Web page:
Three text message dots in Personal Shopper
Celebrity shopper Maureen is mourning the loss of her twin brother Lewis. Both siblings are “mediums,” able to communicate with the departed, and Maureen hopes her brother will contact her from beyond the grave. When she begins receiving taunting iPhone messages from an anonymous source, Maureen both hopes it is her brother and suspects it is not. Three ominous typing text message dots—you know the ones—are scary whether they indicate your SO is responding to a risky text or that a possible spirit has your cell number. Suspense builds each time those innocuous gray circles appear, the moment like a digital Schrödinger’s cat—as the animal is simultaneously dead and alive before you’ve checked it, those dots hold endless possibilities prior to their conclusion in a text. They at once represent the cruelest or kindest message you’ve ever received. More frightening still? Maureen’s haunter has his iPhone read receipts turned on. That’s a ghost who is not afraid of anything.
Harry Styles’s hair in Dunkirk
OK, so hair is technically alive. It grows. But you can cut it without hurting it, so that qualifies for the inanimate awards. And Harry Styles has great hair. Admittedly, he isn’t in a whole lot of this movie, about the evacuation of Allied troops from the city of Dunkirk during WWII—probably about eight minutes total—but Harry’s ’do steals the show. Though a newcomer to the acting game, he’s a natural on screen, blending in with the rest of the seasoned cast. There isn’t much dialogue or character development even amongst those with larger roles; the chaos of war swells and we are immersed in the action without getting to know anyone in particular. Harry, to his credit, alternatingly gnaws on some bread, lies prostrate on a beach, and tries to sacrifice a Frenchman to save his own ass, all while maintaining hair that’s shiny, bouncy, and full. Maybe he’s born with it. Maybe it’s the stress of a warzone.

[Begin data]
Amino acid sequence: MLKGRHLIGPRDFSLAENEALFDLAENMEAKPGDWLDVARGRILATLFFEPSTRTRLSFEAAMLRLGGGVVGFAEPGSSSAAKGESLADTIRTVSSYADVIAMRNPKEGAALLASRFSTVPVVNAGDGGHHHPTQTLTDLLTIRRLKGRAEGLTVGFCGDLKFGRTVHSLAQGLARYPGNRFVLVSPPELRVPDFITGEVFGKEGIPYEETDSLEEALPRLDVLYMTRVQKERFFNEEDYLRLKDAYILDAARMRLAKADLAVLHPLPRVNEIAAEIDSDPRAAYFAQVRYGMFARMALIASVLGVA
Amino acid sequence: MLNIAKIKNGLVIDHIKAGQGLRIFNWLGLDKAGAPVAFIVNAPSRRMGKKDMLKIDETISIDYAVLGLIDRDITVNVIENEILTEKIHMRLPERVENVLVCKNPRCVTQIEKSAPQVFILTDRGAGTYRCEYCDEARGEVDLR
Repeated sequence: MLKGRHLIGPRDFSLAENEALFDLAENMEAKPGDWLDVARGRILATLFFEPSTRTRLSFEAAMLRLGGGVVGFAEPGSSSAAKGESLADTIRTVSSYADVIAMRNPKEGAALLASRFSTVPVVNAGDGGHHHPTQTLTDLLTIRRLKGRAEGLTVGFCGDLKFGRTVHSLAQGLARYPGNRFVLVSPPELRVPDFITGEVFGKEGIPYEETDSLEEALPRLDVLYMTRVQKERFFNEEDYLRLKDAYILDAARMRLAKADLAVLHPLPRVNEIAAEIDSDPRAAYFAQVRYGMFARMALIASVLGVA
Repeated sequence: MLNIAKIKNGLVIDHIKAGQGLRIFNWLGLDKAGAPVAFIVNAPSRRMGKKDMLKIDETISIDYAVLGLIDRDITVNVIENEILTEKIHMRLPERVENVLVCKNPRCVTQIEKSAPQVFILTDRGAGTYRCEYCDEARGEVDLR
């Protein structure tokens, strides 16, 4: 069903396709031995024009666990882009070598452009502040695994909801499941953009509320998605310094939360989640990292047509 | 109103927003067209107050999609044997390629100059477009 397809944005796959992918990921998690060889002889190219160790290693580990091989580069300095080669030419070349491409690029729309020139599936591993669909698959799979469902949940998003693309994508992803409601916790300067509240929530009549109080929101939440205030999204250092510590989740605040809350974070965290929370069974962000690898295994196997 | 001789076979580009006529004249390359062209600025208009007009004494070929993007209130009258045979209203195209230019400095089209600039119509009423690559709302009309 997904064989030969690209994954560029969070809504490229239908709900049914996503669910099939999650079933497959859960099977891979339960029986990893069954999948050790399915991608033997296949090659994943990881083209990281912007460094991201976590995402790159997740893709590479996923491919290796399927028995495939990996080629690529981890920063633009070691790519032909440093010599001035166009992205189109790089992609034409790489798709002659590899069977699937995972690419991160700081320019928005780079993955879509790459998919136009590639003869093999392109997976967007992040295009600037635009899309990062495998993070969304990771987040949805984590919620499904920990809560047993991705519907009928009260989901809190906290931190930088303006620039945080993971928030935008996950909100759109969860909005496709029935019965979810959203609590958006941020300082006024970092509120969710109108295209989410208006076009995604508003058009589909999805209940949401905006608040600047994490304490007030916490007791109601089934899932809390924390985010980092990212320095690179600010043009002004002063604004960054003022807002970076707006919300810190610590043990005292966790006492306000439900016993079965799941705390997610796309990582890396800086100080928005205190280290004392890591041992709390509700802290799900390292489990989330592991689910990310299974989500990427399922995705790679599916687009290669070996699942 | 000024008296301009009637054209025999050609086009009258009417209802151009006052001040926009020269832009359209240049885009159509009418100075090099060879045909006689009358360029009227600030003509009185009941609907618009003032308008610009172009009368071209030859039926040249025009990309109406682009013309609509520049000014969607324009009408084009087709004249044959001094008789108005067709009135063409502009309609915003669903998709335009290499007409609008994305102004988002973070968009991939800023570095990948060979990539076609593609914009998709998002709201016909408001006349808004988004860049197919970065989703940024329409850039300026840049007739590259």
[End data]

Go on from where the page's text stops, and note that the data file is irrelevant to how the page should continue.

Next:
A People’s History of the United States book in Lady Bird
This marks the second item on our list to have been cradled in the loving arms of Timothée Chalamet (he also plays Elio in CMBYN). When the titular Lady Bird first meets high school heartthrob Kyle outside a coffee shop, he is reading Howard Zinn’s A People’s History of the United States. She is immediately charmed by his apparent intellect. Lady Bird doesn’t seem expressly interested in politics or history herself—though she’s certainly ashamed of her family’s middle-class standing, pretending to be rich whenever she gets the chance—but she’s the type of girl who would like to be seen as politically engaged, thus her attraction to Kyle and his bookish sensibilities. “What you do is very baller,” he tells her when she vandalizes someone’s car—poetry to the ears of any modern women. When Lady Bird loses her virginity to Kyle, she insists it should have been more special; in response, Kyle brings up the number of people killed in the Iraq War. She’s unimpressed with this dismissal, and he scoots across the bed to read more APHUS.